Monday, December 31
New Year's Eve With Kendrick Lamar
Like Porcupine Tree's Fear of a Blank Planet, Kendrick Lamar's self-explanatorily titled Good Kid, M.A.A.D. City is about children lost to overmedication. A casualty of first-world comfort, Lamar raps of being strung out on pharmaceuticals and MP3 blogs while soporific synthscapes bleed overhead, reinforcing the hurt in his nervy, robotically pitched voice. When he alluded to "sippin' cough syrup like it's water" on last year's "A.D.H.D.," he meant it literally, but it was a moving metaphor for liquidification of the soul. Try as he might to escape in Styrofoam-cupped soft drinks with purpling additives, Lamar has too active a mind to keep it off worldlier matters. His outlook on humanity says that people are either born trapped or think themselves into traps. The Lamar of Good Kid, M.A.A.D. City is a self-hating nobody at the intersection where shellshock brushes up against inertia, where jittery fright meets withering heartsickness.--MT Richards
Tuesday, January 1
Daybreak Party With Kristina Sky
Ah, youth. We remember when we were able to party to such epic extremes as this New Year's Day blowout. The bars and clubs close at around 2 a.m. on New Year's Eve, so that gives you four whole hours to find an after party, some greasy diner food, avoid the cops and otherwise bide your time until the Yost Theater opens at the ungodly hour of 6 a.m. for a mad EDM extravaganza. Featuring trance by DJ Kristina Sky and house, dubstep and more by special guests, the Daybreak Party rings in 2013 with those whose hearts beat in polyrhythms, sleep cannot catch, and booze hydrates their souls. Let the coke flow like water. And by that we mean the caffeinated beverage, of course. --Erin DeWitt
Wednesday, January 2
The Mixup is Detroit Bar's hip-hop weekly party night, and resident DJ Bianca G (and former Stacks employee, if you still miss that spot) is nothing if not a grinder, with tastes that run to both the unassailably classic―Snoop, Biggie, De La Soul―and the records that will be classics in another few years if they don't qualify already. Her Mixup Wednesday is a free spin through three decades (and more) of hip-hop with well-timed detours into the kind of pop songs that never need to go away. Scheduled special guests could mean that anyone from the venerable Abstract Workshop crew (Exile? Delmos Wade?) might stop in for a visit and a set. --Chris Ziegler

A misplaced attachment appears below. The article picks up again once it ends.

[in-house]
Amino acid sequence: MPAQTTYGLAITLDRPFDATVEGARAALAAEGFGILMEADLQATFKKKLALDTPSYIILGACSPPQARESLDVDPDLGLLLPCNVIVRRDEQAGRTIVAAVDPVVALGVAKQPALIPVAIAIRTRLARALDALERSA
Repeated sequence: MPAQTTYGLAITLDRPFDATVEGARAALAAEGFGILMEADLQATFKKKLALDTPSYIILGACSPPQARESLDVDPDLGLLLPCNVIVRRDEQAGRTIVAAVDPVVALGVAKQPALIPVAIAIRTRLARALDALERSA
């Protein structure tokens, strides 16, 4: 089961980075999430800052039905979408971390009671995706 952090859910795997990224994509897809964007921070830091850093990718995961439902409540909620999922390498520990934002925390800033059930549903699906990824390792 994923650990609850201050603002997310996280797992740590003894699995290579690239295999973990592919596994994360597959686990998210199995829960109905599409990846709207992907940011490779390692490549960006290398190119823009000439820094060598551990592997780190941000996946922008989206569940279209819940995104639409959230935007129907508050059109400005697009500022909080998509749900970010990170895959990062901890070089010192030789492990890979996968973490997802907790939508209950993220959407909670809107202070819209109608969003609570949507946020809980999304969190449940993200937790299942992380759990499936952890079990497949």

Friday, January 4
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Hindu Pirates are no longer anything you'd call a surf band, although they can still peel out a nice guitar lead when they need one. Instead, Hindu Pirates do garage-y pop the way the radio likes it, or needs to learn to like it, with songs that set up camp between alt. bedrock bands like the Strokes, Weezer and the Pixies. (They even sneak in a few Stones-y moments--if this was produced differently, you could get a whole different sound out of it!) They're semi-freshly off recording an EP at the Hurley studios and definitely semi-poised for big things in the world of action-sports-music, as presaged by their gig at the US Open of Surfing this summer. This time next year? Well, you'll probably be saying you knew 'em when. --Chris Ziegler
The Pike Bar and Fish Grill
Rayford Bros. traffic in a lively rockabilly style of music which features elements of blues and country. Toe tappinlgy catchy, the leads on songs such as "Good Lovin' Don't Break" are worth multiple listens. Mind boggingly good. --Brandon Ferguson